CSCE 496/896 Project Idea: mRNA Degradation in Yeast

Last modified Tuesday, 16-Aug-2011 14:55:05 CDT
Due date for proposals: Nov. 6

Due date for project write-ups: Dec. 11


First of all, the yeast genome has about 6,400 genes. The genes are of course transcribed into mRNA (and processed by the addition of a 5' cap and a 3' polyAAA tail) and those mRNA are of course translated into proteins. When the mRNA are through being translated, they need to be degraded. Normally, this happens by the mRNA being somehow recognized by the translation machinery and targeted for degradation. First, the PolyAAA tail is removed and then the cap is removed by DCP1. Then the mRNA is degraded 5' to 3' extremely quickly by XRN1, which is an exoribonuclease. However, there is an alternate decay pathway that focuses on abbarent mRNA. These mRNA are ``born'' with a premature stop codon upstream of the normal stop codon. These errors (premature stop codons) can result from errors in the DNA, errors in transcription or errors in splicing. This pathway that recognizes these mRNA and degrades them is called ``nonsense-mediated mRNA decay'' (NMD). There are 3 proteins in this pathway that work together to recognize error-containing mRNA and degrade them using the usual proteins (XRN1 and DCP1). These proteins are known as UPF1, UPF2 and UPF3. If any one of these is removed, the pathway doesn't work and anything that it was supposed to degrade just builds up in the cytoplasm of the cell. Recently, there has been a discovery made by Lelivelt, et al., 1998 ( that there are also normal/wildtype mRNA that are degraded by this pathway also. Since we, as a field, previously thought that NMD was a pathway dedicated to getting errors out of the cell, this came as a considerable shock. Lelivelt discovered using an AFFY metrix screen, that approximately 350 of the 6,400 yeast mRNA are degraded by this pathway. One of the normal/wildtype mRNAs that is degraded by this pathway is called PPR1. PPR1 is a transcriptional activator that regulates many of the URA genes (Uracil biosynthetic pathway) in yeast. Since PPR1 regulates many genes, if NMD ceases to function, anything that PPR1 regulates will also build up in the cell. These types of mRNA's are called ``indirect'' targets. Thus, some mRNA are actively sought out by the pathway to be degraded and others are only effected because their regulators are targets of NMD.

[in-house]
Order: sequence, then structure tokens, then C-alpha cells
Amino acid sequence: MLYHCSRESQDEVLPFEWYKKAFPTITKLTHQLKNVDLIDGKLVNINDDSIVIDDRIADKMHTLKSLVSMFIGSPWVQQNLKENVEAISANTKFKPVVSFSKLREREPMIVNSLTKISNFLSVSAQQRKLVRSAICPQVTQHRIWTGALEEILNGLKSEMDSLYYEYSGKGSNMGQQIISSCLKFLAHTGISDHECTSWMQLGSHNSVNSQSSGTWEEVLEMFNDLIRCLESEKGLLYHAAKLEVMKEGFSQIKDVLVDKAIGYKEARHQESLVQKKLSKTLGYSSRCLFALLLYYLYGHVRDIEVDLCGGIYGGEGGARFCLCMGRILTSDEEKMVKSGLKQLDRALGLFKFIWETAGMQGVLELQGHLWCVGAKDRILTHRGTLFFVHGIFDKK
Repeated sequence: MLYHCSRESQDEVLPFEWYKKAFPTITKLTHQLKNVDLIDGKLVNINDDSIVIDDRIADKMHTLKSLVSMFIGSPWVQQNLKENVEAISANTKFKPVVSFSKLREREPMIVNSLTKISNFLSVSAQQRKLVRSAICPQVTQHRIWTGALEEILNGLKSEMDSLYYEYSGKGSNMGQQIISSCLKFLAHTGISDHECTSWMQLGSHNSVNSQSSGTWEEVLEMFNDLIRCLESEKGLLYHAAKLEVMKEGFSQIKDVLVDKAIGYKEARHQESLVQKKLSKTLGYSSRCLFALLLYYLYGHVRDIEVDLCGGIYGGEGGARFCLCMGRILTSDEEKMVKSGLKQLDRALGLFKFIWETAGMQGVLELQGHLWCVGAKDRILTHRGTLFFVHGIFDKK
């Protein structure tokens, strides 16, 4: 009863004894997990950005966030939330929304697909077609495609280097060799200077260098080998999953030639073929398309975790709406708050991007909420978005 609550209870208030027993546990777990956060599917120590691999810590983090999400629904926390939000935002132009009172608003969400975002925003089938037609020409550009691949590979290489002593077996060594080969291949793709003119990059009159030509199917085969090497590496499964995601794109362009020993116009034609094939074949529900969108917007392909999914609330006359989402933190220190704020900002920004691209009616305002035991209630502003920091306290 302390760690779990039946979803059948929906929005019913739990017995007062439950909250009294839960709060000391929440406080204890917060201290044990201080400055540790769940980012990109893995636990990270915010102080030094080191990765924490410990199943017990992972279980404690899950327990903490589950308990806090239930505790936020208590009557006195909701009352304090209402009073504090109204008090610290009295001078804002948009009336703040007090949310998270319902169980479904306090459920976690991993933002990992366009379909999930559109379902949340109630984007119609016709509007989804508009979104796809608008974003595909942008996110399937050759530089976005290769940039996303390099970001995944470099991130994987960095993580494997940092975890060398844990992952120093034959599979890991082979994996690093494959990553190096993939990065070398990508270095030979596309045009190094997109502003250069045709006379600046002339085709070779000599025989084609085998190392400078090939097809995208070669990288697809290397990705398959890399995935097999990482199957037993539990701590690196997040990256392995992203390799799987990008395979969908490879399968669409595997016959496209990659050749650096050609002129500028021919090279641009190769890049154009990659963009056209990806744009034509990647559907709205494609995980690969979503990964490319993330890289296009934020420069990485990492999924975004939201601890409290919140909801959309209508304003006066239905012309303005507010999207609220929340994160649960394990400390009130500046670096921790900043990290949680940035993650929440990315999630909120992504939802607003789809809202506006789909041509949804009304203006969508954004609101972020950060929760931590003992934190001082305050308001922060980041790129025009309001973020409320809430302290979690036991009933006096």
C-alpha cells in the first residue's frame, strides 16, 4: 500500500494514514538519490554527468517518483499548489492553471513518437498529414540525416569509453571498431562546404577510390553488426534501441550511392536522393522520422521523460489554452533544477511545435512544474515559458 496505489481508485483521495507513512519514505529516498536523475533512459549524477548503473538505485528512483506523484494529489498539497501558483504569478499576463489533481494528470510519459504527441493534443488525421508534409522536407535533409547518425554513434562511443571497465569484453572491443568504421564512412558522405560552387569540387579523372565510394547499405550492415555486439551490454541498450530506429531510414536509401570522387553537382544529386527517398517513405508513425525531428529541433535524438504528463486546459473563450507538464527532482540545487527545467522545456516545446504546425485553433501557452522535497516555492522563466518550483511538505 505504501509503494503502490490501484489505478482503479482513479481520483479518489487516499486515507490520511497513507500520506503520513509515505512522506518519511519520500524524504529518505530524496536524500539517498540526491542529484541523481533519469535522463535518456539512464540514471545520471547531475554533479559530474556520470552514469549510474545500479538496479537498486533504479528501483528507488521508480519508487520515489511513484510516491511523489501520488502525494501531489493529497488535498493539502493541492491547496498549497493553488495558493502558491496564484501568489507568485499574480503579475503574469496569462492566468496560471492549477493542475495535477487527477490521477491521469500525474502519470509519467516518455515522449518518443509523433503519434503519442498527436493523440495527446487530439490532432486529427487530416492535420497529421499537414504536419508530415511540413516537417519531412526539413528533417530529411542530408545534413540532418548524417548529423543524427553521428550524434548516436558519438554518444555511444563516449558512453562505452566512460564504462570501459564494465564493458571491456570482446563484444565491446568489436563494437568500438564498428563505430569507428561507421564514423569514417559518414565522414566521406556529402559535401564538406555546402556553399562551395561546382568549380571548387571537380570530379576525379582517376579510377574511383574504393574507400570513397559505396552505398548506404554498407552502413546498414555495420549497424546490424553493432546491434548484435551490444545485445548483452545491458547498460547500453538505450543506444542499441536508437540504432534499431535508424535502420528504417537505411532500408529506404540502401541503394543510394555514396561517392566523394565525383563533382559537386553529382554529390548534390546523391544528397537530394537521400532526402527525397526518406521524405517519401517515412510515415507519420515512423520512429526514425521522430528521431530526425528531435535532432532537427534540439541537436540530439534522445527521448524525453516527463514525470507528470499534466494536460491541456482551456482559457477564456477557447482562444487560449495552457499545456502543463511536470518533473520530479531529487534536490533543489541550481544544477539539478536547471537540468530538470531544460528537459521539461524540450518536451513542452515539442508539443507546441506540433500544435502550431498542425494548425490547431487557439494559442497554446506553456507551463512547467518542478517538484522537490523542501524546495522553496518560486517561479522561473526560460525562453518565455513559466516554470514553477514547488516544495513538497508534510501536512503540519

1. One idea for a project could be to find what sequence PPR1 protein binds to in DNA (the entire yeast genome is sequenced and readily available on the web) ( and see how many genes can be found that have that binding site. This could be accomplished by downloading the 5' UTRs of all of the yeast genes off of the Cold Spring Harbor Promoter database ( and running the PPR1 consensus sequence against all of them. Then, of the genes that could be found, those could be checked in the Lelivelt Database to see if any are elevated in an NMD-background.

  2. ATS1 is a suppressor of Beta-tubulin mutations in yeast. It could possibly be a GTP exchange factor based on work that has been done in the Atkin Lab at the University of Nebraska-Lincoln. No one currently knows what transcriptional factor(s) regulates ATS1. It would be useful to know this so that the pathway in which it belongs could be further characterized. The 5' UTR of ATS1 is available on The Saccharomyces Genome Database. ( It could be scanned for which transcriptional activator binding sites it has using the known data from literature. Also, the recognition sequences of all of the characterized transcriptional activators are on the Cold Spring Harbor Promoter Database. (

  3. There is a theory that ATS1 is a GTP exchange factor. Another project is to define the domains of ATS1. This could be done by running the protein sequence of ATS1 against known GTP exchange factors and seeing if any common areas can be found. Also, it works (theoretically) in the rearrangement of microtubules and with the cell cycle morphogenesis checkpoint. It could also be run against known proteins that work in these areas to see if homologies can be found. Since this protein is found in yeast, it will be easier to examine than if it were in another organism since much of yeast cell structure and function is already known and posted on the web.

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